When I originally wrote the piece “Confronting the Myth of LGBT and LDS Dems” for the LDS Dems blog, I quoted a comment that I felt summed up the two core reasons many members of The Church of Jesus Christ of Latter-day Saints feel there is an impasse between being an active, faithful member of the Church, and in supporting the Democratic party or, more broadly, progressive ideals. Again, here is the quote:Read more
After reading President Uchtdorf's recent statement in favor of President Obama's immigration plan, I was struck by the separation between what the Church teaches and what our conservative brothers and sisters expect us mormon liberals to do.
We as Mormons have two choices as individuals: 1) follow, in lockstep, all of the Church's positions on all political issues, or 2) make our own political decisions, as informed by our own personal research, including research on the Church's institutional positions.
Many Mormon conservatives seem to embrace #1, hammering anyone who supports or votes for anything they view as out of line with the Church’s institutional positions. Therefore, many conservatives harshly condemn anyone who supports increased rights for our homosexual brothers and sisters, anyone who supports a woman's right to choose related to abortion, or anyone who supports the supposedly satanic plan of wealth redistribution.
What gets us, though, is that there seems to be a double standard. Many Mormon conservatives go against the Church’s institutional political position.
For example, Mormon conservatives cheered when they learned this vernal man charges liberals more than he charges conservatives (read the comments to see examples of this cheering), and when they learned this business owner fires two employees based largely on their liberal politics (the lack of wide outrage in Utah suggests that many Mormons are okay with this, if not openly supportive).
This behavior is directly against the Church's stated position on politics: It asks Mormons to
“engage in the political process in an informed and civil manner, respecting the fact that members of the Church come from a variety of backgrounds and experiences and may have differences of opinion in partisan political matters,"
urges Mormon lawmakers to
“make their own choices based on their best judgment and with consideration of the constituencies whom they were elected to represent”
and assures that
“[p]rinciples compatible with the gospel are found in the platforms of all major political parties.”
Clearly, the Church as an institution is forcefully against the type of prejudice that Mormon Liberals are facing today.
A final example, in light of President Uchdorf's stirring endorsement of liberal immigration politics: a few years ago Church leaders supported--they attended the signing ceremony to applaud its passage--an immigration bill known as HB116. You would think, if Mormons truly embraced #1 above, that every Mormon in the state would have embraced this without question. That is not what happened, though. In fact, many county GOP organizations from across the state issued an official protest against the Church-approved measure. In a state with 70% of its citizens identifying as Mormon, county after county symbolically rejected the immigration stance institutionally supported by the Church.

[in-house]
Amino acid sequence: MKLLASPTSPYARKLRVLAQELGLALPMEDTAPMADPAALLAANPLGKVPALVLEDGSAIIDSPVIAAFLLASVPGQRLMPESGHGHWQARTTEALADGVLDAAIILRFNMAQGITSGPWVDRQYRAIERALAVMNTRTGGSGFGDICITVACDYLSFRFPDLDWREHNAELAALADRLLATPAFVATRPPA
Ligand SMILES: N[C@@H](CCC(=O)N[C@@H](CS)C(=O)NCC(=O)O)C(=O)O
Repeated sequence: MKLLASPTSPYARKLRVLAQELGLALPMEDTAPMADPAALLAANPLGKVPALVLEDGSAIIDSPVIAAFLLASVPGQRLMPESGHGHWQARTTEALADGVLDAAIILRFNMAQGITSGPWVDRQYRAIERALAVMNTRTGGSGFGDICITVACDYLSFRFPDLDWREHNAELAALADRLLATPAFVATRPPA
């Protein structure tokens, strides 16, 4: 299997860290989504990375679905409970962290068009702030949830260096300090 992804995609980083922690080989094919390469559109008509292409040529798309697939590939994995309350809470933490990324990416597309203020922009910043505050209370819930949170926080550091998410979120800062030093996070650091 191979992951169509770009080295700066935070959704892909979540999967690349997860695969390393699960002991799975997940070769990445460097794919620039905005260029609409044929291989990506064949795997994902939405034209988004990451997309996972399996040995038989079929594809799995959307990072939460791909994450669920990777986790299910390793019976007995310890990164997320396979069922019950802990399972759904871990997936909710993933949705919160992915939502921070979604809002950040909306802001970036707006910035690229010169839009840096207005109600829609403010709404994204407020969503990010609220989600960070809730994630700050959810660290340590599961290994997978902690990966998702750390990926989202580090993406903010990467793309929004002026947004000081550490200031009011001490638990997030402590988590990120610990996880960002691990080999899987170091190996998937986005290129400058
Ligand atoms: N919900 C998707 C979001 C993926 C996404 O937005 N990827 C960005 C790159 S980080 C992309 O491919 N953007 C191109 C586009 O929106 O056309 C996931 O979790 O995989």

And here's the thing: we think this is just fine, and so does the Church. Many Church leaders have even explicitly suggested that #1 is not the way to go. For example, Elder Marlin K. Jensen said,
"Everyone who is a good Latter-day Saint is going to have to pick and choose a little bit regardless of the party that they're in and that may be required a lot more in the future than it has been in the past. But I think there's room for that and the gospel leaves us lots of latitude."
The Church makes it very clear that, except for in very specific situations, Church members are to behave politically however they want to. The Church as an institution has intervened specifically just a handful times, including in support of "Prohibition" alcohol laws, in opposition to the Equal Rights Amendment, and in favor of California’s Proposition 8. Even in those specific situations, the Church didn't command its members how to vote. It strongly urged one way or another, but didn't say "vote this way or you're out of the Church." In other words, the institutional endorsement of the Church is not meant to dictate the personal political stances of its members.
Here's why this is important: many Church members cite various parts of The Family: A Proclamation to the World in defense of their personal feelings about gay marriage and abortion. But those very passages can also be used to defend many liberal positions on this same issues. The Gospel isn't as cut-and-dried as many seem to think it is, and there are many ways to follow the teachings of Christ. We happen to believe, after careful research, that liberal politics are generally more in line with the Gospel than other political philosophies.
And, in this Church, that's okay. The beauty of the Church is that it embraces #2. Wholeheartedly. The Church draws a line between what The Church as an institution supports and opposes, and what the church membership as individuals support. They don't always have to be the same thing. And that goes in both directions.